By Paul Montgomery
Thrust into the kill-or-be-killed environment of Murder World, only a handful of young heroes escape the confines of AVENGERS ARENA. Those hardened survivors find themselves behind enemy lines, infiltrating the Masters of Evil organization in AVENGERS UNDERCOVER.
Can kids like Hazmat, Bloodstone, Death Locket, Cammi and Anachronism hope to maintain their humanity in this clandestine operation? Does convincing their sinister new comrades that they’ve embraced their role as villains mean that they can never go back?
Murder World prepared them for death, but can they cope with living as Masters of Evil? The descent begins in March 2014 with AVENGERS UNDERCOVER #1 by Dennis Hopeless and Kev Walker.
We spoke to writer Hopeless about shoving these characters out of the frying pan and into the fire.
Marvel.com: Fans of AVENGERS ARENA will be happy to note that the game has gone into overtime, with a slight change in venue. Was this transition always part of the plan?
Dennis Hopeless: We knew from the start that the Murder World story would end with issue #18 of ARENA. Editor Bill Rosemann and I started throwing around ideas for a follow-up series around the time we finished our second arc. What we ended up with in UNDERCOVER is a brand new concept with a totally different tone and mission statement. This is the spiritual successor to AVENGERS ARENA but it isn’t a sequel or second season. UNDERCOVER is its own story that anyone can hop on and read from issue one.
Marvel.com: Without giving too much away, how have the rules changed in AVENGERS UNDERCOVER?
Dennis Hopeless: There aren’t any rules this time. The game is over and the kids who survived have to go back to real life. AVENGERS UNDERCOVER is the story of what that feels like. We explore the PTSD of the thing. What sorts of life decisions do these kids make once they realize that they don’t really fit into their old lives anymore? Can they get any of it back? If so, how? And if not, what’s next?
Marvel.com: Aside from the obvious conflicts carrying over from ARENA, it seems like the big through-line connecting these series is the kids' ongoing struggle to maintain their humanity in impossible situations. Are there any heroes left in this ensemble?
Dennis Hopeless: I don’t think it’s as cut and dried as “hero” and “villain.” Not at this point. Not after what they endured in the Arena. What you have is a group of teenagers who barely survived Hell trying to figure out what sort of lives are left for them back in the real world. I think your question is one they’ll be asking themselves throughout the series. Are they still heroes? Do they even want to be?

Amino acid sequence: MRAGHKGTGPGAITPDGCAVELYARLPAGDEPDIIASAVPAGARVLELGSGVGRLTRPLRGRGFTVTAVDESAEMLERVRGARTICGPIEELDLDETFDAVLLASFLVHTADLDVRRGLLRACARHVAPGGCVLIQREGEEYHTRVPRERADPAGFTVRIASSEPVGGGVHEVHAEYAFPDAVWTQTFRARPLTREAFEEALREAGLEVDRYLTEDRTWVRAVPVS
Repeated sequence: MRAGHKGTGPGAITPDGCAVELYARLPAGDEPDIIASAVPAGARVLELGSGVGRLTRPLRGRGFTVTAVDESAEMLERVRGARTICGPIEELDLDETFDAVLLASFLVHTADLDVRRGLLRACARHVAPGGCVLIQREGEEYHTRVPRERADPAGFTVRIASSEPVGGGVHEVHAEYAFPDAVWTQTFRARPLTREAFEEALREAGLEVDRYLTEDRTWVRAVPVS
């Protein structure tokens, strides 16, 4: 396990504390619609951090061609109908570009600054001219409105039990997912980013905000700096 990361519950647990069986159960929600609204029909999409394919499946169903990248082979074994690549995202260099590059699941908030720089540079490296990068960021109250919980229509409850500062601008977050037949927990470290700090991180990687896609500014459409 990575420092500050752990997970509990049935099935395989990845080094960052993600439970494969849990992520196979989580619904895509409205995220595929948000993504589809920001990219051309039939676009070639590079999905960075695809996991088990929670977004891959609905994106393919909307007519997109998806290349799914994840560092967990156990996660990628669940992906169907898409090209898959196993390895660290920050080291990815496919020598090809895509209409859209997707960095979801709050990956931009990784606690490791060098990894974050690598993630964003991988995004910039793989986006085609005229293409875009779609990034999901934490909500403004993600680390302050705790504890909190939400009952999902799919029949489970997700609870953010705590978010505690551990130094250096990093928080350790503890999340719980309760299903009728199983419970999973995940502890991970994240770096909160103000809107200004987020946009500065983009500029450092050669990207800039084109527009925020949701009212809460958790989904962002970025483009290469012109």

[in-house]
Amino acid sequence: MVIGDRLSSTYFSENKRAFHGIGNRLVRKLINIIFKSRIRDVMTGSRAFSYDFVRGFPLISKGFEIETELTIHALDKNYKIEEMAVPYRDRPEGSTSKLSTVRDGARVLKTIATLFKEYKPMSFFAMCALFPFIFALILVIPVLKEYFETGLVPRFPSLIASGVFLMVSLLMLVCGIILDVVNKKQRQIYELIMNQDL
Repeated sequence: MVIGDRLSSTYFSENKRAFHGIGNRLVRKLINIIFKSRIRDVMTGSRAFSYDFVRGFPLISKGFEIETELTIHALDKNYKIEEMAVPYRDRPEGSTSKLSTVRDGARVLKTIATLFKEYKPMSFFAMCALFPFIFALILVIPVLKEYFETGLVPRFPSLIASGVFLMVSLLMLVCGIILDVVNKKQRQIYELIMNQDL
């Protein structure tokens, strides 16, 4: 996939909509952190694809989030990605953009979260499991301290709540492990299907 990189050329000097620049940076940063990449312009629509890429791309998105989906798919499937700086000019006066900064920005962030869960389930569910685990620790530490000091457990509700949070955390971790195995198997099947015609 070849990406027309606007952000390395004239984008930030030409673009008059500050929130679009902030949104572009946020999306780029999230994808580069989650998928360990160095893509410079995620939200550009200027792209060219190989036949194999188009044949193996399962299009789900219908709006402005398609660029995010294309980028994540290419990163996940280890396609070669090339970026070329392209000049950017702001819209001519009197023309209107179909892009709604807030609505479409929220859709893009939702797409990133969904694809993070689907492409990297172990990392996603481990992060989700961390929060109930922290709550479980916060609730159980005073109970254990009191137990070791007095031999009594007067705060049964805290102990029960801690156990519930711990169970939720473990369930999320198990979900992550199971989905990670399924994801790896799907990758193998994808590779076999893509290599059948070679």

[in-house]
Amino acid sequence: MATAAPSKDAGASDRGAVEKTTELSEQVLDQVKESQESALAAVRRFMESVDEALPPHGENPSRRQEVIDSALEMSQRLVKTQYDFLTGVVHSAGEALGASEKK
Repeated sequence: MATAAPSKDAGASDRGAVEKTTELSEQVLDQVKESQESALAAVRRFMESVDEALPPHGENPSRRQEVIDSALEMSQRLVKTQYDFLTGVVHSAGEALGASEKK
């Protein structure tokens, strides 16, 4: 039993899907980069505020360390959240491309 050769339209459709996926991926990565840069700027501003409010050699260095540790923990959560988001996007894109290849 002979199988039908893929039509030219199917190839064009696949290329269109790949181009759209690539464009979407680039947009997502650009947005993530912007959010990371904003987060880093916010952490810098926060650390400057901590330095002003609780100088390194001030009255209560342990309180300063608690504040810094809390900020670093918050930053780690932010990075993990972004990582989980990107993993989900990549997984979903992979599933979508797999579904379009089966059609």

Marvel.com: Liberated from Murder World, does UNDERCOVER present an opportunity for you and the kids to stretch your legs, see more of the world?
Dennis Hopeless: Absolutely. That’s one of the story elements I’m most excited to explore. ARENA presented a unique opportunity because it was so closed off. We could really delve into the minds and hearts of the individual characters and show how differently they were all responding to a very specific situation. It was a blast but after 18 issues in one setting you do start to feel a little claustrophobic. I can’t wait to send these kids globe-trotting the Marvel Universe. Especially because they get to do it with such unseemly travel companions.
Marvel.com: How important are secrets and lies to this story?
Dennis Hopeless: They’re very important. I’d say deceit and dishonesty are the two main pillars of the story. Of course, I could be lying.
Marvel.com: Who, if any, are the most important additions to this cast, on either side of conflict?
Dennis Hopeless: The villains. The Masters of Evil. These kids and I just spent 18 issues with one villain. Now they’re completely surrounded by them.
Marvel.com: What did Murder World take from these kids? What did it instill in them, for good or ill?
Dennis Hopeless: Murder World took their innocence—or in some cases whatever was left of it—their patience and their ability to relate to most other people. It left them with survivor’s guilt, hard-rooted paranoia and a pretty strong kinship with one another. They have a hard time relating to the world but they get each other. That kind of shared experience creates some pretty strong bonds.
Not all of these scars are necessarily permanent. People are resilient and can heal from even the worst trauma. But at the start of our story, yeah, these characters are very much a product of Murder World.
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